3 min read

50 Years of Title IX: Honoring Women's Sports in High School and Beyond

Today marks the 50th anniversary of the passage of Title IX, a landmark federal law that has created a multitude of opportunities for women in athletics, education, and employment. As we reflect on the 37 words that altered the course of women's sports, we honor the progress that has been made for gender equality and celebrate the women who continue to pave the way for future generations.

Signed on June 23, 1972, this groundbreaking law states:

“No person in the United States shall, on the basis of sex, be excluded from participation in, be denied the benefits of, or be subjected to discrimination under any education program or activity receiving Federal financial assistance."


Title IX Implications for High School Athletics

Although the bill did not specifically address high school sports, the passage of Title IX has afforded millions of girls the opportunities to participate in school athletics and activities. The legislation has had a profound impact on female student-athletes nationwide with increased accessibility to athletic programs and resources.

Before Title IX was passed in 1972, fewer than 300,000 girls participated in high school athletic programs. Today, approximately 3.5 million girls are involved in education-based high school athletic programs throughout the country - an increase of more than 1000%.


Opportunities for Women Beyond High School

By removing barriers to athletics for girls in high school, Title IX has opened doors for women not only in sports but also in education and employment. Title IX has been associated with decreasing the dropout rate of girls from high school and increasing the number of women who attend college and complete degrees in higher education. 

Seven times as many women play college sports now than before Title IX, according to the Women’s Sports Foundation, with women making up 44% of all NCAA student athletes today. Prior to Title IX, the NCAA did not host athletic championships for female teams, and scholarships for female athletes were virtually nonexistent. 

While the allocation of athletic scholarships to women has improved significantly since Title IX was passed, a gap still persists at many universities compared to the representation of female students on campus. Additionally, there still aren’t as many professional leagues for women in key sports like softball. 


Career Paths and Opportunities for Female Athletes

In the past 50 years, more women have assumed roles in coaching, athletic administration, athletic training, sports management, officiating, and other traditionally male-dominated fields. Title IX has also increased the representation of women in professional sports, both as athletes and coaches. The life skills gained from participating in sports have arguably helped women pursue their educational and professional goals outside the realm of athletics as well.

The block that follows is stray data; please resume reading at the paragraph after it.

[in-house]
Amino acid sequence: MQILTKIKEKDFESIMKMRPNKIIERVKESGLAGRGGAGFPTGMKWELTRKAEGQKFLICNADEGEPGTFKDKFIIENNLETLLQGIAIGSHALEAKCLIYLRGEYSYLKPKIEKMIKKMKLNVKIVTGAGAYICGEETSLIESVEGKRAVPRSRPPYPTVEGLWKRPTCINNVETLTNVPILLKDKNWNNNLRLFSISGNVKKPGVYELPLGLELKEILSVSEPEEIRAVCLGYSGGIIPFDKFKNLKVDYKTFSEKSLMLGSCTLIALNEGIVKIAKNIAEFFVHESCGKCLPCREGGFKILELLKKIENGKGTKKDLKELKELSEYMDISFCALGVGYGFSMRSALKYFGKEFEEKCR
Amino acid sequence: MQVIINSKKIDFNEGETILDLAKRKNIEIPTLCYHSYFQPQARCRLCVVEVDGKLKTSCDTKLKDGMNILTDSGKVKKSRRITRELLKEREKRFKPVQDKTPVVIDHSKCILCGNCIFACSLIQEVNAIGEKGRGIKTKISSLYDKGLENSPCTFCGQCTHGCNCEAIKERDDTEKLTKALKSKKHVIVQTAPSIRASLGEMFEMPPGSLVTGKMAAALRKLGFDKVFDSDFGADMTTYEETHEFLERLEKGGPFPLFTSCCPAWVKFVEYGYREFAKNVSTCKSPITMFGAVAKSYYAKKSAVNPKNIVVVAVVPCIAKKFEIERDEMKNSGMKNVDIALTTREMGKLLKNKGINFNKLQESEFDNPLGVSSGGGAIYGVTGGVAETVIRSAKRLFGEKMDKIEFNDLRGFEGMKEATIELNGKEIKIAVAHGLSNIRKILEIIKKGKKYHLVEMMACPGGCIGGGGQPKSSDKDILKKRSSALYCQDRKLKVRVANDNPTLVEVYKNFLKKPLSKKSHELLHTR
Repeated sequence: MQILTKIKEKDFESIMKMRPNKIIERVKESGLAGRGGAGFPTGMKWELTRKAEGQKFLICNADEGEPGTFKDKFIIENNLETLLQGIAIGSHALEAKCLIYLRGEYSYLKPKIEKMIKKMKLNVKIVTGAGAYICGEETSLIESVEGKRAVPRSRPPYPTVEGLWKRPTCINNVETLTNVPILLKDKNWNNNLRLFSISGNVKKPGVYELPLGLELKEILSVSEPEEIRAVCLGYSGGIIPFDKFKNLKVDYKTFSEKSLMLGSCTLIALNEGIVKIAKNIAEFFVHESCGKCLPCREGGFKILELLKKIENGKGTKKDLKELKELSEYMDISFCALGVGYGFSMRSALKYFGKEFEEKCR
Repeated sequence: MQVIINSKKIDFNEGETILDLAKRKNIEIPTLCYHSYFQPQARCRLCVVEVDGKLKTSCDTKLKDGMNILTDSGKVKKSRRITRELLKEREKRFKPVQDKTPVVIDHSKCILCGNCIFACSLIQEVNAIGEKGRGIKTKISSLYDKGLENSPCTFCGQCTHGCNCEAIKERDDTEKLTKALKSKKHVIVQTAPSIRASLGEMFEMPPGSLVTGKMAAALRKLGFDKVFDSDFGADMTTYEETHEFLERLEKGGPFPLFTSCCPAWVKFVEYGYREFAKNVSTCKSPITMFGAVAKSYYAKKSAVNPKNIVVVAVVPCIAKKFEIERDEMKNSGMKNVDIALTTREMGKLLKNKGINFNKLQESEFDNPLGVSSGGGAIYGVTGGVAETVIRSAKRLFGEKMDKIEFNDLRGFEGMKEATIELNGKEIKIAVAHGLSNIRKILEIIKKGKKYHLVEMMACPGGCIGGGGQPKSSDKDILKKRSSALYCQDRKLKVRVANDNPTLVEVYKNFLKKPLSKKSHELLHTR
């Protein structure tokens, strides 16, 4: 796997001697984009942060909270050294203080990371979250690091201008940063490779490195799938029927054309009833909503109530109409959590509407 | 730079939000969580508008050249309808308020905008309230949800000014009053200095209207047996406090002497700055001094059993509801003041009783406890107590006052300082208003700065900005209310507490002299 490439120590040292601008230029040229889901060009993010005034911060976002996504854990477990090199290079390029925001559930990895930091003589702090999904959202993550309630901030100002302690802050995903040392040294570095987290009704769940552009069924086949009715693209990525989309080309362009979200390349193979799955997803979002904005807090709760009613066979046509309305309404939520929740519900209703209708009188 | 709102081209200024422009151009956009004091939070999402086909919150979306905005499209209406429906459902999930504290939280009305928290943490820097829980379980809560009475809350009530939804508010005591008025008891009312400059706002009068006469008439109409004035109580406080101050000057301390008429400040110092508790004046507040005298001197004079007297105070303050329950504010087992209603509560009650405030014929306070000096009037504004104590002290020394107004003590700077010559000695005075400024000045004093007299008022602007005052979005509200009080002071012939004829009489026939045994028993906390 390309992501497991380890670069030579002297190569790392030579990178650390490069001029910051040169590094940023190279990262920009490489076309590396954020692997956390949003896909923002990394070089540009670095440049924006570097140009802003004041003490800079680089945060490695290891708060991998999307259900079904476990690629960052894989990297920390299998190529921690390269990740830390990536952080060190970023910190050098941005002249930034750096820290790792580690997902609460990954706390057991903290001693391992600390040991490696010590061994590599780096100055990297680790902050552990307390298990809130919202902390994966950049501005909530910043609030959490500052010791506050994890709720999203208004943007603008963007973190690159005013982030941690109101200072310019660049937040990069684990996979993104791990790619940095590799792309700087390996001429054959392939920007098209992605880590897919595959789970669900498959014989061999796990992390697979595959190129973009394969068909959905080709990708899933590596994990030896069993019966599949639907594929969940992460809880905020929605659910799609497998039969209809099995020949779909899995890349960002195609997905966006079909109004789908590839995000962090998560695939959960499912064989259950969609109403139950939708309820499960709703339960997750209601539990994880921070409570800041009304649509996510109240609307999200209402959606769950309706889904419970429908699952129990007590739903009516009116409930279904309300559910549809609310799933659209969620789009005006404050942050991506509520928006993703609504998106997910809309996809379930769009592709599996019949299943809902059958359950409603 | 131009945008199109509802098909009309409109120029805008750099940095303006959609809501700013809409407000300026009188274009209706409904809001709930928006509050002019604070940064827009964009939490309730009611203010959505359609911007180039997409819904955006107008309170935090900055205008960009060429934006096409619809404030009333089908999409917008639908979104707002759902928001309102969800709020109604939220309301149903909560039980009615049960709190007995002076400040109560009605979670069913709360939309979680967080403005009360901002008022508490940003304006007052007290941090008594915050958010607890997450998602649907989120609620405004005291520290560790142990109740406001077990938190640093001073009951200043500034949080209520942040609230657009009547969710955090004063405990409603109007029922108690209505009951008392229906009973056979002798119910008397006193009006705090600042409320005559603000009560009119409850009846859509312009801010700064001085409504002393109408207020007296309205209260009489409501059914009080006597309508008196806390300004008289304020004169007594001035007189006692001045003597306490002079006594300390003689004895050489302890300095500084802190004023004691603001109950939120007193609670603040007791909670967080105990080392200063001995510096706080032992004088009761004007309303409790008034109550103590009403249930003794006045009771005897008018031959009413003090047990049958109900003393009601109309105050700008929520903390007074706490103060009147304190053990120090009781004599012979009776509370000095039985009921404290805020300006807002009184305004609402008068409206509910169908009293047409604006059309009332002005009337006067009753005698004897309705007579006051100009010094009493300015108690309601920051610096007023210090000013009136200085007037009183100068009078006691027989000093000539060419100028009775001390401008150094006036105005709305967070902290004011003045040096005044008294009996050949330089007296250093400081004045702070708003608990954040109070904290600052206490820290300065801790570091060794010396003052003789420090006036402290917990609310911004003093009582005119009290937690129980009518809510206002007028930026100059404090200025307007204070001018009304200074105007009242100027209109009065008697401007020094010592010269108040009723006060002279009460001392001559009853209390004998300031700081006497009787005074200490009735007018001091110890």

Approximately 24% of Athletic Directors in the United States are women, with slightly more representation at the high school level than at the college level. Women like Tammie Talley are leading top athletic programs and inspiring others to follow in their footsteps. Talley is the District Athletic Director at Duval County Public Schools in Jacksonville, Florida. In a recent interview with News4Jax, Talley states:

“When I started back in the ’90s, it was me and one other female in our 42 schools. Now, almost half of the schools have female athletic directors. I think we’ve come a long way in 30 years in our district and across the country. I feel like I’ve worked hard to get to where I am. If this is what your dream is, don’t let anybody or anything stand in your way.” 

Fan Support for High School Girls Sports

To date, the GoFan team has proudly supported more than 150,000 girls' sports events at schools throughout the country. We have partnered with schools to manage events for 28 different girls' sports, from basketball and badminton to lacrosse and soccer, from swimming and gymnastics to fencing and golf - with more on the horizon.

We are honored to play a role in helping fans attend these events and support female student-athletes in their communities. Together with the NFHS Network, our team advocates for all students to have the opportunity to enjoy participation, achievement, and sportsmanship in education-based activities.


The Future of Women's Sports

Today - and every day - we celebrate the amazing accomplishments of women in high school athletics and activities, whether they are participating as students, coaching teams, or directing programs. We recognize that there is still work to do to ensure equality for female athletes, and we are grateful for the women who have made strides to build awareness and spur action to close gender gaps in education-based athletics and activities. These women continue to pave the way for future generations to pursue their dreams in the world of sports and beyond.

In the words of Billie Jean King in a recent interview with NBC News, the tennis legend and major advocate of Title IX who has devoted her life to fighting for gender equality in sports: 

“There is so much more opportunity today, which is fantastic - but on the other side, there is so much more to do. What we are going to do in the next 50 years is what I care about. Each generation passes that baton. The more you know about history, the more you know about yourself. More importantly, it helps you shape the future.”





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